TAIPEI (Taiwan News) — “Island Nation” (國際橋牌社) producer Issac Wang (汪怡昕) and veteran photographer and videographer Tobie Openshaw discussed the advantages and disadvantages of Taiwan’s media industry at the 12th Global Taipei Dialogue held by the Taiwan NextGen Foundation on Wednesday (Sept. 29).
Wang, who has worked for 31 years in Taiwan’s film and television industry, said Taiwan has formed the habit of asking, “Can Taiwan do this?” whenever Korean films (such as “May 18” and “A Taxi Driver”) depicting democratic movements become box office hits. “Stop asking; there is no chance within the next ten years,” he said with a chuckle.
According to Wang, South Korea dedicated the entire nation’s resource to “train” its entertainment industry over a 20-year period, copying Hollywood’s production model. The question Taiwan should be asking right now should be, “Can Taiwan copy South Korea?”
"No instant fix to the problem"
Wang believes the best story to come out of Taiwan so far is the country’s democratic story, as Taiwan set an extraordinary example by transitioning to a democracy without bloodshed. Another aspect of Taiwan that draws attention from international audiences is how Taiwan survives and even flourishes right under China and the Chinese Communist Party's (CCP) nose.
That is something that Taiwan can leverage, especially under the current sociopolitical circumstances, according to Wang.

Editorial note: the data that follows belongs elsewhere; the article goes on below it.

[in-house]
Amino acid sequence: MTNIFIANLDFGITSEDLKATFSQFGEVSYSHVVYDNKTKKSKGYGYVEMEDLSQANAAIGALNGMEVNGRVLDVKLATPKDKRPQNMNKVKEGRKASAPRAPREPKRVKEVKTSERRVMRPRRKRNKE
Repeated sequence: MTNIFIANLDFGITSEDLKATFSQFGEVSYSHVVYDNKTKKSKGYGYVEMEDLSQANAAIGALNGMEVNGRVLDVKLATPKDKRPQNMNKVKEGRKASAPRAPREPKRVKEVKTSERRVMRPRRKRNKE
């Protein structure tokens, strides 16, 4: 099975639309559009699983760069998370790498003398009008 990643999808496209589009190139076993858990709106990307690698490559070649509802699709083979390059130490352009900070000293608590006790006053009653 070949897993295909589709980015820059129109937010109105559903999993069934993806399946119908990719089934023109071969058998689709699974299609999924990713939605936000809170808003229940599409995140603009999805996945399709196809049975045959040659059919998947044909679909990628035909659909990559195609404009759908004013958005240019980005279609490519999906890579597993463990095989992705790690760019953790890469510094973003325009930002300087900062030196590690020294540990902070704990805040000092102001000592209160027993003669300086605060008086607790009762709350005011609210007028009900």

“Island Nation” producer Issac Wang. (Taiwan News, Stephanie Chiang photo)
Yet he said there is no use if the story only seems unique to Taiwan. The world has now realized that “globalization” is not the only thing that matters; one must localize before globalizing.
He used the success of HBO’s “The Teenage Psychic” (通靈少女) as an example, which was made possible because of the show’s “exoticism.” However, the story of “The Teenage Psychic” was written to have a small scope, and could not support multiple seasons.
Taiwan's television networks and production companies are obsessed with fighting over government resources, while citizens and filmmakers have always felt inferior. Wang said this feeds into Taiwan’s desire to achieve instant international success.
Yet there is no instant fix to the problem Taiwan’s entertainment industry faces, as South Korea has shown us, according to Wang. He compared Taiwan’s director-dominant filmmaking system to handicrafts, while countries with industrialized entertainment sectors, such as the U.S., South Korea, and Japan have complete supply chains.
Before Taiwan’s entertainment industry is mature enough, no matter how much money is invested, high-budget projects will not work. Once the industry has had enough practice and grown, there will be no need to worry about the lack of high-budget projects, for they will occur naturally.
“Seqalu: Formosa 1867” (斯卡羅), for example, was a “practice attempt” that cost NT$25 million (US$9 million), said Wang. Though audiences eagerly welcomed the show, their reviews for the show were mixed to negative.
“We must not be naive about the industry’s reality,” Wang said, “but we can hold expectations.”
One of the first changes that needs to occur in Taiwan’s entertainment industry is that creators need to be respected and make enough money to survive, he said. Taiwan must return to ground zero and patiently build its foundation by accumulating experience and resources.
The forum’s second speaker, Tobie Openshaw, is a South African filmmaker who has worked as a photographer and videographer in Taiwan for more than 20 years.
In his experience of working on international projects in Taiwan, one of the first observations he made was that they all centered strictly on “safe subjects.”